Wednesday, January 7, 2009

Is Junior Success a Curse?


There is a major hangover in Ottawa this week. It's not snow related, or transit strike related. (Those both suck in a major way however... I'm angry)

This past month, Ottawa has been host to the World Junior Hockey Championships. The tournament was a major success in many ways. The home team won in an exciting final. The tournament was memorable and there was plenty of stars discovered. Slovakia and Kazakhstan teams were adopted as local favorites. The economic impact of the tournament is estimated to be about $50 million.

I've personally been hooked on the tournament for years, and for many reasons. The timing during the holidays is great. It's a chance to see future stars. And if you put national jerseys on players, I'm instantly interested. (i.e. North American fans watching FIFA World Cup). One of my favorite parts of the tournaments is looking at the tournament history and seeing which stars of the pasts have made it in the professional leagues, and what happened to those who disappear after junior glory.

What the hell happened to Daniel Tkaczuk, Christian Dube, Mike Craig, and Brent Tully? It might simply be a case that these players lack the physical gifts to move to the next level, but were able to compete at an all star level in juniors because of efforts/intelligence/promotion.

Of course, my thoughts turn to ultimate and its juniors. I think its fantastic that we have world junior competitions, and that Canada is a team that challenges for the championship in both mens and womens. I also think it is a little disturbing that many of the players selected to represent Canada did not move on to the club level, and fail to show the progress and success that such a nod would promise.

I understand that life gets in the way for many junior stars in ultimate. That being said, I wonder our expectations should be with our Juniors:

  • What should be the acceptable graduation rate for these players?
  • What standards should we set for our coaches and team selection groups?
  • Should we be concerned with the recent performance of our juniors, and should we be willing to make changes to keep ourselves competitive as the world seems to catch up?
In hockey, a brief time of failure (1998-2001) lead Hockey Canada to critically analyze and redevelop how players were developed and how players were selected. I was particularily impressed by how thorough Hockey Canada looked for and found the selection camp and eventual team roster (They don't just pick 1st round entry draft picks or leading scorers in juniors anymore) . Is it time for Canada to be more proactive in juniors development?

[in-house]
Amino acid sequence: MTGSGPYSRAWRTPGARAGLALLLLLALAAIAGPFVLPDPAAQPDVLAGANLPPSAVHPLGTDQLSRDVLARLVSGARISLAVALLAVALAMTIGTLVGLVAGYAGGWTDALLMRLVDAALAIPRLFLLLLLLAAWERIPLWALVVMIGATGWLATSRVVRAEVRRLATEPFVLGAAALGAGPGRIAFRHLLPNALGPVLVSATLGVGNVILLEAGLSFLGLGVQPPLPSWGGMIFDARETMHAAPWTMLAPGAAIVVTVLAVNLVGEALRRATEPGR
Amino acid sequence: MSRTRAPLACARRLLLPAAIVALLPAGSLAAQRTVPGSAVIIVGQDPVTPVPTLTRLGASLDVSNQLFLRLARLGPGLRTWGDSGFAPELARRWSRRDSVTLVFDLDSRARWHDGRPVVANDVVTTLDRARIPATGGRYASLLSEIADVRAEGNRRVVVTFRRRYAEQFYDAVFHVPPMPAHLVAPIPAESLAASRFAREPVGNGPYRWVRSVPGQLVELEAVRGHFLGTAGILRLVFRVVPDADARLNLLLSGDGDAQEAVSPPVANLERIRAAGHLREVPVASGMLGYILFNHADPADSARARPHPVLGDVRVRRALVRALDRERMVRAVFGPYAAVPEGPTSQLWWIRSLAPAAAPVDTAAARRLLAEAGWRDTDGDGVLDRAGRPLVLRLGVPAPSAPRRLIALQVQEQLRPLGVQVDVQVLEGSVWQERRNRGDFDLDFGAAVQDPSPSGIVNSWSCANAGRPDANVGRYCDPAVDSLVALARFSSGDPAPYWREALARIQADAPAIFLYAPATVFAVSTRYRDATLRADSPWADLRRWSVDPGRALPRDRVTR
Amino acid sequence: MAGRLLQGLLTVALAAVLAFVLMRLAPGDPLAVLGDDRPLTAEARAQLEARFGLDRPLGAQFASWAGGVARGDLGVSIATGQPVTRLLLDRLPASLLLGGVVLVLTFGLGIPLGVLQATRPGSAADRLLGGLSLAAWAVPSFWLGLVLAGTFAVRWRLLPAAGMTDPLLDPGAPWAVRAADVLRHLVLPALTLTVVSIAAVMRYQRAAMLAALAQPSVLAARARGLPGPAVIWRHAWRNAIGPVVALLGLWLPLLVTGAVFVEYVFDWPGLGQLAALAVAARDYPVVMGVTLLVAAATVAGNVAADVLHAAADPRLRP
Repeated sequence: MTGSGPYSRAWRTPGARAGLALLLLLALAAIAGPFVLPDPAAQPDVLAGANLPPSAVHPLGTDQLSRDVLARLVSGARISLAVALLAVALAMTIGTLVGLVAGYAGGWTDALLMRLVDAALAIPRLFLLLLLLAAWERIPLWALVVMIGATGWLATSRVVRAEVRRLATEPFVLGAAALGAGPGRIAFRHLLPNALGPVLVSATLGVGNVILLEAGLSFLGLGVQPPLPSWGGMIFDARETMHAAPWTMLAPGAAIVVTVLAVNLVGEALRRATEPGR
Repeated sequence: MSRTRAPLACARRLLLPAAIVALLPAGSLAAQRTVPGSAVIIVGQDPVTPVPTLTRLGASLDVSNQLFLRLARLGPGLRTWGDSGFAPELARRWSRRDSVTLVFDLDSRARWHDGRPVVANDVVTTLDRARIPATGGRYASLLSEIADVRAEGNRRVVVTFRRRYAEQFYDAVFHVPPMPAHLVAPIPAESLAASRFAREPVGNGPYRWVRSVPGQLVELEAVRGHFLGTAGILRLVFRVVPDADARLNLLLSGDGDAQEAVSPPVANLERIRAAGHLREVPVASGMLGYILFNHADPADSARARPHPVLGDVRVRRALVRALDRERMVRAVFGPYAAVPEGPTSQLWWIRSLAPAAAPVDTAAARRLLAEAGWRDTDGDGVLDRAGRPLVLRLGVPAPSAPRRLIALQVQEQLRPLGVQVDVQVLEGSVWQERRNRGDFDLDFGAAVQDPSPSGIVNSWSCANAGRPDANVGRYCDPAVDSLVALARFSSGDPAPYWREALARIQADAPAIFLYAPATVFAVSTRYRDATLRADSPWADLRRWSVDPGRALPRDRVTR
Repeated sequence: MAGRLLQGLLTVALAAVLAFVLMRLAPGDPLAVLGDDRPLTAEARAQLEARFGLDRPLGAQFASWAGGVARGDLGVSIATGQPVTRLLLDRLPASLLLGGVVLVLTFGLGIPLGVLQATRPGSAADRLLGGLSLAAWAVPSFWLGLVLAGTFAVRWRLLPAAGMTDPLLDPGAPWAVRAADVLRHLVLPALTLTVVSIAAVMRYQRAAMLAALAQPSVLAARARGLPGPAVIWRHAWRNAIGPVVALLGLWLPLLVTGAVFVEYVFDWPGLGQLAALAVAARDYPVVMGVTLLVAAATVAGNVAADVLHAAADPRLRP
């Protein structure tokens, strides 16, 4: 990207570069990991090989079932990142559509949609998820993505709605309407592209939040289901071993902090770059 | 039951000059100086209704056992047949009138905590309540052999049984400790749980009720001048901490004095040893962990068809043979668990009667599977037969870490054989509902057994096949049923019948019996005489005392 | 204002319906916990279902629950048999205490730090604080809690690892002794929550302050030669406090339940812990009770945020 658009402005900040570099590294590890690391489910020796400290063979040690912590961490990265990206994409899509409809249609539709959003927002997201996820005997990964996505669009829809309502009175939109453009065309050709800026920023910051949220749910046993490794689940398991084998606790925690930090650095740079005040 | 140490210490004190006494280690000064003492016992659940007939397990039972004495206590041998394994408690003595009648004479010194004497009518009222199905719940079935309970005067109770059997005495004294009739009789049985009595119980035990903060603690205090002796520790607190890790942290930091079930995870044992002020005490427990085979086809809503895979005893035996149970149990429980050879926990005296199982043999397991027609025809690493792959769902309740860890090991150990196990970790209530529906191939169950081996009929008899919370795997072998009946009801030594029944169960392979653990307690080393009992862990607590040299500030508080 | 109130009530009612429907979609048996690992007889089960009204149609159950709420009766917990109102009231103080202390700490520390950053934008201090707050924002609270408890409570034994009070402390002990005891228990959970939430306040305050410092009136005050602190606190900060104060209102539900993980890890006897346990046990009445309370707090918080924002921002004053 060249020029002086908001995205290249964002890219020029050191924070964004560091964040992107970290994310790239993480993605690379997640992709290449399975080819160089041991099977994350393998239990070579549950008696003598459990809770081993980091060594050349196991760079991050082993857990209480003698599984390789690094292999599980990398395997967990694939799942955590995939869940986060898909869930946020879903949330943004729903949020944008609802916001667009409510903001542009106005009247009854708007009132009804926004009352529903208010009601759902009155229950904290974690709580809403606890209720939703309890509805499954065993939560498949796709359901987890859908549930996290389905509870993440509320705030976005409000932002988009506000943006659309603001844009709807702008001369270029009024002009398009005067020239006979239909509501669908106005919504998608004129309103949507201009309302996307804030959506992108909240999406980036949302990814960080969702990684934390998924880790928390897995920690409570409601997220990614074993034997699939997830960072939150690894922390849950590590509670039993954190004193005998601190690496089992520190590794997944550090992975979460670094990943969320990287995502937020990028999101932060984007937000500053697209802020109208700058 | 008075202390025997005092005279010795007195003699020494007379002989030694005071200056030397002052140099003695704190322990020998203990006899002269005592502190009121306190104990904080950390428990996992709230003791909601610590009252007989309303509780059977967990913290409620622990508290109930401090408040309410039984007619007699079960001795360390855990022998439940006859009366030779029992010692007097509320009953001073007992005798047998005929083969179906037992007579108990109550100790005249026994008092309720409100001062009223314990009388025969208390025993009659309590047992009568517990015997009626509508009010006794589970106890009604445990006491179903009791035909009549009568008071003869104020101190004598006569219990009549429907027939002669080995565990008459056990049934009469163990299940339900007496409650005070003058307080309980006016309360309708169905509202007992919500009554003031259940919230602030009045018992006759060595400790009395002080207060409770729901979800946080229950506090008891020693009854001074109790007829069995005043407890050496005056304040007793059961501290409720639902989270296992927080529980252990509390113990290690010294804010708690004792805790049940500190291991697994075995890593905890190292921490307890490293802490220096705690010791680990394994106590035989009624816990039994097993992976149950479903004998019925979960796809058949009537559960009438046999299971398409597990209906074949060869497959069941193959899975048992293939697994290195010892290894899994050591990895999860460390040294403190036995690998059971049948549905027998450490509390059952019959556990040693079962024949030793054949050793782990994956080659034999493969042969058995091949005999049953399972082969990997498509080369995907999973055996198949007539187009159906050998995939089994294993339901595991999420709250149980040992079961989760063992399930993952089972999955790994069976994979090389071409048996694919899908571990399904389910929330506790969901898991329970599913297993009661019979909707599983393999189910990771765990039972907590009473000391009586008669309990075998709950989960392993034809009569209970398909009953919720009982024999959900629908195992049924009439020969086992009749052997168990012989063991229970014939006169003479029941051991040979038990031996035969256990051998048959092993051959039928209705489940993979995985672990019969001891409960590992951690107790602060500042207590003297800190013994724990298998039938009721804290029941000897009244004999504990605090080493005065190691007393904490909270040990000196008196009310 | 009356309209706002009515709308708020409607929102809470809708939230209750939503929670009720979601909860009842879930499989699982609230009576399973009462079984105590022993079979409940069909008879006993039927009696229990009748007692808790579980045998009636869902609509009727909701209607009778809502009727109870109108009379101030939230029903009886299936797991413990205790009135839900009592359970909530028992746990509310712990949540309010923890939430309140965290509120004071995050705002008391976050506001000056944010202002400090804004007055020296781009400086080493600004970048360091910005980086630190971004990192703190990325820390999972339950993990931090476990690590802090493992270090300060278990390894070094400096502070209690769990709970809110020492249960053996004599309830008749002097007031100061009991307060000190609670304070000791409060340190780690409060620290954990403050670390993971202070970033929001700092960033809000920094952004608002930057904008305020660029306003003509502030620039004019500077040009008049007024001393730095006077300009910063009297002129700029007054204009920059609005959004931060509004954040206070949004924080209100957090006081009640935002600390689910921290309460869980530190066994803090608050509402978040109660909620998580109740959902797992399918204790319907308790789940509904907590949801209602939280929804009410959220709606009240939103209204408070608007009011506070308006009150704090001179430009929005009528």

Taylor said...

Nice post Steven. I definitely think we should do a better job to promote higher level ultimate to the juniors. How? I don't really know. I've tried to help out where possible with high school tourneys etc. Some great volunteers from Torontula ran the RADD program this spring which hit 50 schools in a 5 weeks to do sessions in gym classes. I think there might have been a similar program in Ottawa as well. But how do you work with the TOP juniors? I'd say incorporate them in the club system as much as possible. Top club teams should invite these players to practice with them periodically to get them invested in the system. Teams could also run a tournament where the top players play amongst the kiddies. Get them excited about playing club. What's more exciting than playing with the top guys in your city?

lank89 said...

When looking at development at the top juniors i think we should look to the country that is currently ahead of us in development and that is the US. the biggest thing as taylor mentioned is getting jrs into the club system as early as possible. The US runs their club championships and youth championships at different times so that there is the possibilty for JRs to play both. where as in Canada they have to make the choice and most will choose jrs because you can only play in that category for so many years. I personally made the choice of playing open in my last year of jr eligibility and i do regret that i missed my last year of jrs with my friends but i feel it did make me a better player. so we need to have a system where jrs dont have to make that decision and can play jrs and open/womens/mixed at the same time

Sport Management Steven said...

I like the idea of top clubs helping players at the junior age develop. However, given other people opposing juniors leaving early, it might be a future post/topic in itself.

Just at a high level, I think any type of analysis has to involve the following